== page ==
With years of experience playing secretary in my underground ‘office,’ I’ve become a master at clerical work. Starting at the age of four, I was single-handedly operating a corporate office, a grade school, and a library with my trusty chalkboard, unplugged rotary phone, and two stuffed dolls, Harriet and Sally acting as my audience. Back then, I wanted to be a manager, a teacher, and a librarian, and while my career path is steering me in a different direction, Elections Canada helped me fulfill my dreams as a clerk.

Acting as secretary & operator at the Fort Erie Train Museum

Despite the consensus around Canada’s recent federal election being a waste of time and money, I reaped the benefits of this opportunity not only to cast my vote but to work as a Deputy Returning Officer for a Niagara riding. While I don’t disagree with how the majority of Canadians are feeling, I am proud to be Canadian and, therefore, proud to serve my country in its election process.

So, what does a Deputy Returning Officer (DRO) do exactly?

A DRO is the person who verifies your ID, crosses your name off the list of voters, and issues you your ballot. It’s a relatively simple process even when you have to fill out registration forms for unregistered voters, make corrections in Elections Canada voter information, and conduct hourly reporting. While voting stations are typically open for 12 hours, the DRO is also responsible for counting the ballots after the polls have closed, adding 3 to 4 hours more onto your day.

Even though it was a long day, I worked with a great team of people, including my brother, who were friendly and supportive throughout the entire process.

After a 3-hour training session weeks before the election, I was overwhelmed with information and concerned whether I’d be able to remember it all. On the day of the election, I had nothing to worry about. I enjoyed every minute of being able to appreciate everyone who came out and voted, issue ballots with a perfected speech on how to mark your candidate of choice, and be accountable for my ballot box and the ballot count.

Every voter who came to my station was friendly, patient, and behaved as instructed. Regardless of who anyone voted for, everyone was trying to do what they thought was right. Ever since I became eligible to vote, I voted. While I thank everyone who did go out to vote, voter turnout was 59% across Canada.1 While this is not surprising in comparison to previous years, it is worrisome as Parliament of Canada and government, in general, should ideally represent the entire population.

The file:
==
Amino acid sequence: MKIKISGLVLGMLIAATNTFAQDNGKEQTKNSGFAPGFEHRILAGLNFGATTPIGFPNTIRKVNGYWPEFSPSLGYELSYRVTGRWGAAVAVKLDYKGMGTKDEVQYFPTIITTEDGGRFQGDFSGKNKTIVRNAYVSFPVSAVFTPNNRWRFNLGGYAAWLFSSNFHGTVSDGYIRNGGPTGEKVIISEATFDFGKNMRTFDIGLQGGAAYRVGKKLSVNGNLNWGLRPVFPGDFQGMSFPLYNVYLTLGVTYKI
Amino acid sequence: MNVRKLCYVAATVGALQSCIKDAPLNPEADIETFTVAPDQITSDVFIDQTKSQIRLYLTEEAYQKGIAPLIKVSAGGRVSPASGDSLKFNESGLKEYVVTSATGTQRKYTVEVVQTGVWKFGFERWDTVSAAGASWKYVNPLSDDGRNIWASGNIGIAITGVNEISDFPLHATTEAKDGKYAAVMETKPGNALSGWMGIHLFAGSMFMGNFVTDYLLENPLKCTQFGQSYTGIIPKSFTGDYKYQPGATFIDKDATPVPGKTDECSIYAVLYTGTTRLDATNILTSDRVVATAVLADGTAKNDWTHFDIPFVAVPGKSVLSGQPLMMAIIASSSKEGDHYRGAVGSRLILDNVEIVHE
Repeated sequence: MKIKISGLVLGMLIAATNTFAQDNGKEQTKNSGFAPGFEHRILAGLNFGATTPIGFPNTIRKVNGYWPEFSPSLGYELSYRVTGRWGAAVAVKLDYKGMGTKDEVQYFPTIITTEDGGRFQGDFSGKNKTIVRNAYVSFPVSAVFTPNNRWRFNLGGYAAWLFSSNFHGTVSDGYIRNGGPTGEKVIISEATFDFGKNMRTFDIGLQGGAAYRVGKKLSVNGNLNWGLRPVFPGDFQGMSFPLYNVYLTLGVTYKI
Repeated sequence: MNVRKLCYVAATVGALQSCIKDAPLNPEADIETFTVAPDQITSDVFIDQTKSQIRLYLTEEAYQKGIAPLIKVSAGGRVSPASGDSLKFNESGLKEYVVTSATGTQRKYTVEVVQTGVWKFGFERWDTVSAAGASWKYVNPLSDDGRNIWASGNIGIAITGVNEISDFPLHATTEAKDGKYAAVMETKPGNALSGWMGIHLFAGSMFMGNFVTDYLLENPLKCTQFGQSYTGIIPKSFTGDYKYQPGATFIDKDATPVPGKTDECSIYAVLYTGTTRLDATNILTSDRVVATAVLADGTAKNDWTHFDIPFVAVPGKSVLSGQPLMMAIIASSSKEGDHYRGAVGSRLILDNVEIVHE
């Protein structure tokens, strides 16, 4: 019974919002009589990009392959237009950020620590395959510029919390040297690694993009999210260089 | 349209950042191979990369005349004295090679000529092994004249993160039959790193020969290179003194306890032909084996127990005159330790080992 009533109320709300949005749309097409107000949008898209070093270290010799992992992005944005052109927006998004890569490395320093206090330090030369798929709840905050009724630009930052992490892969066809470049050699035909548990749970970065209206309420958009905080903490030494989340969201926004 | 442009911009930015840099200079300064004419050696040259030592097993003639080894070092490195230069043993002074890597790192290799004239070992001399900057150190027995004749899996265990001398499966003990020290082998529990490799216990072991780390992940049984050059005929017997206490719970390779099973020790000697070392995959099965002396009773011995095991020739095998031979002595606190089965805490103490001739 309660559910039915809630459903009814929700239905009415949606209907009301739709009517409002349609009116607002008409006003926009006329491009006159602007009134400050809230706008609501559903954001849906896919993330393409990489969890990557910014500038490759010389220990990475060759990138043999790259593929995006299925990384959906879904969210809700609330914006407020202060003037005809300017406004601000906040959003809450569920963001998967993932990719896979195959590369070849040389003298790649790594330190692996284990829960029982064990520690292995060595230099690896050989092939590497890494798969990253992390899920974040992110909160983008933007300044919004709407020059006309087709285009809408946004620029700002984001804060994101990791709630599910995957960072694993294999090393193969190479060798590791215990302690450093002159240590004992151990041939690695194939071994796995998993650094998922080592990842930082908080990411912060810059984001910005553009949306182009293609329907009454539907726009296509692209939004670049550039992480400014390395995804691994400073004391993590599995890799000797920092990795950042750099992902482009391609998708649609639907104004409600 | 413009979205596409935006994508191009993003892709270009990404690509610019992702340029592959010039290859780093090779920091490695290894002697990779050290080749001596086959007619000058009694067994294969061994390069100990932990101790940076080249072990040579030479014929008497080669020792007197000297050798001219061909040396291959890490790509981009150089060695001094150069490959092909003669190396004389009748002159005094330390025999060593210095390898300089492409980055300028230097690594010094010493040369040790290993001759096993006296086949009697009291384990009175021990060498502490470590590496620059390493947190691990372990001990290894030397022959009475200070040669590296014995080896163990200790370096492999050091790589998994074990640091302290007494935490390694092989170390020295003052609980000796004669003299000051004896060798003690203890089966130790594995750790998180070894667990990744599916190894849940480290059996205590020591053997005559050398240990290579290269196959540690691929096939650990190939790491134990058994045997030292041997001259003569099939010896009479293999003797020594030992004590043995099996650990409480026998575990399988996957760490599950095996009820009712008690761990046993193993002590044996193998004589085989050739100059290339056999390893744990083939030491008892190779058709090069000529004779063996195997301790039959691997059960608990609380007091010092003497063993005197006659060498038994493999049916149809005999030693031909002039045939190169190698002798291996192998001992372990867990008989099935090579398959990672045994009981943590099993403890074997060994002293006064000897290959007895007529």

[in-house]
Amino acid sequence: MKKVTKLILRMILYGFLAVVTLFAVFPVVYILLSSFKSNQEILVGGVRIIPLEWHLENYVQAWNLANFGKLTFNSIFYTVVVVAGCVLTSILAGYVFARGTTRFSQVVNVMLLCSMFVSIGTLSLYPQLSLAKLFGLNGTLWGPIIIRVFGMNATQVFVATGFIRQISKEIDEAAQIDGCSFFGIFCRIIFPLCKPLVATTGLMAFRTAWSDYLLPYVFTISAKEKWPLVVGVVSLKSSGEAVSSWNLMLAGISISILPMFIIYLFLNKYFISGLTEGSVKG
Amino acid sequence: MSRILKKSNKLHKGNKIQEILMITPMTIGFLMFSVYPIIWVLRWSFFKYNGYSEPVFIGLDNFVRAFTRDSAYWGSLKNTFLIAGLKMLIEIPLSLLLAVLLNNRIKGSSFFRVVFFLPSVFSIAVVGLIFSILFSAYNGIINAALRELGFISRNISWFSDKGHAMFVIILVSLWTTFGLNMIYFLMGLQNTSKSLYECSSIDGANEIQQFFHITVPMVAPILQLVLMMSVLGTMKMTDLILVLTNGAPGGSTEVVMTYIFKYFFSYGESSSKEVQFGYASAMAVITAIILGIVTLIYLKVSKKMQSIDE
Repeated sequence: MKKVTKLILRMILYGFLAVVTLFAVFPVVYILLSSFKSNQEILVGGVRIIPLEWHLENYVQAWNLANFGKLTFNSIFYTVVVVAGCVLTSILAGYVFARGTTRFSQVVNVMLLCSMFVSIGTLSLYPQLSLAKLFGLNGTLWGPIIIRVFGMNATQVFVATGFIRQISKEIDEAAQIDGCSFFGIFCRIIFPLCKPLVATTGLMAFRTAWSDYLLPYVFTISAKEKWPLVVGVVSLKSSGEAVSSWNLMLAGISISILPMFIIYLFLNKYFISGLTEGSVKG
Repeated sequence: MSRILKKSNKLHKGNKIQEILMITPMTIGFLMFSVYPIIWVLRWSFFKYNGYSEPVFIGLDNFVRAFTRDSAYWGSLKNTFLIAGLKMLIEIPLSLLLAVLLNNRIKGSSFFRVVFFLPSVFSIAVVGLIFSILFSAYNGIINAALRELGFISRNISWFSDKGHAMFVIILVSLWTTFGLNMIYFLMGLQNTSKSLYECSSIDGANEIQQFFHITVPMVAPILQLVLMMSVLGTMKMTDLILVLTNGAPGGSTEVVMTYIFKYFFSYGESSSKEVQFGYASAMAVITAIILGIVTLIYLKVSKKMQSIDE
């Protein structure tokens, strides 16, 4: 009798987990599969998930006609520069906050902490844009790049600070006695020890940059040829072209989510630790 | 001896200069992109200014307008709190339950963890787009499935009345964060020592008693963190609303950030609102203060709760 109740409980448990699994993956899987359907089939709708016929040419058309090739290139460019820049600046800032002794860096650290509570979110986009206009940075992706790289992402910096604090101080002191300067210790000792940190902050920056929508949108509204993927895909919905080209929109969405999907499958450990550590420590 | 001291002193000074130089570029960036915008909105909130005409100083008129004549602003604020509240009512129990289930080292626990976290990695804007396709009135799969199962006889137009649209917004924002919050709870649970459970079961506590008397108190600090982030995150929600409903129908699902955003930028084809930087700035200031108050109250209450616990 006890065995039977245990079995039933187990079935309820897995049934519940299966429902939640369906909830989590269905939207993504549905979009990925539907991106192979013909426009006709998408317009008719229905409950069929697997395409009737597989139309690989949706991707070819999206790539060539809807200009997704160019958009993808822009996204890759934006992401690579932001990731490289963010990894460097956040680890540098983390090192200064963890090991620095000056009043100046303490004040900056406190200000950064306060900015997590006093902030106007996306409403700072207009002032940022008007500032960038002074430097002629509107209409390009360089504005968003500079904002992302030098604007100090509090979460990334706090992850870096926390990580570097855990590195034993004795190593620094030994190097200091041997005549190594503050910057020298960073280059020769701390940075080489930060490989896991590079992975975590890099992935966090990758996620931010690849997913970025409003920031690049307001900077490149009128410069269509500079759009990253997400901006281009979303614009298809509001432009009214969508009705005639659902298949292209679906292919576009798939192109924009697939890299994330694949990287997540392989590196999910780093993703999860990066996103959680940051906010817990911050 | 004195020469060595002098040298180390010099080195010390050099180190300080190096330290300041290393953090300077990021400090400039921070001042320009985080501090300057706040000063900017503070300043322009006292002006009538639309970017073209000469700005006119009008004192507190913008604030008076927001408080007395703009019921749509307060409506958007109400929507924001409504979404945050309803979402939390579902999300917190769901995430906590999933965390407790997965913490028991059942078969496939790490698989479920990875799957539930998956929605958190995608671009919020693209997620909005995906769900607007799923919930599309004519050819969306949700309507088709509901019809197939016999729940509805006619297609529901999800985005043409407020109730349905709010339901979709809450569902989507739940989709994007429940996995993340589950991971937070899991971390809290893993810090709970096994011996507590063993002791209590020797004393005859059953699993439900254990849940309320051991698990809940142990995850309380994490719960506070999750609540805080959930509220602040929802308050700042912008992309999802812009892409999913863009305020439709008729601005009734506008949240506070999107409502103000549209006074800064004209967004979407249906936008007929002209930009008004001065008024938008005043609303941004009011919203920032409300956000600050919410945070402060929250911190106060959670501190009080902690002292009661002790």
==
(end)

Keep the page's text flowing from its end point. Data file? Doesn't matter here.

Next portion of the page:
Many people don’t like following politics because it’s messy, stressful, and controversial; however, I believe it’s important to stay informed on the issues you want your government to address. You don’t have to read the news every day to understand what’s going on but try to stay relatively connected to avoid ignorance. You can stay informed through traditional news, Twitter, or other sources, but make sure you cross-reference your media to get the full story, understand different perspectives, and have a well-educated view on the issue at hand.

While discussions about this election were brewing for months, parliament was only dissolved a month before the election, fast-tracking the campaigning process and not giving adequate time for many voters to consider their candidate.

Despite such controversies of this election, I am incredibly thankful for the opportunity to work as a DRO for Elections Canada. The next relevant election for me will be Ontario’s 43rd general election held on June 2, 2022, and I look forward to another opportunity to be a poll worker with Elections Ontario.

There are many roles and responsibilities involved in the election process; if you are interested in becoming a poll worker in Ontario or Canada, please reach out as it is a great opportunity to represent your community.  

For the numbers and results of the 2021 Canadian federal election, click here.

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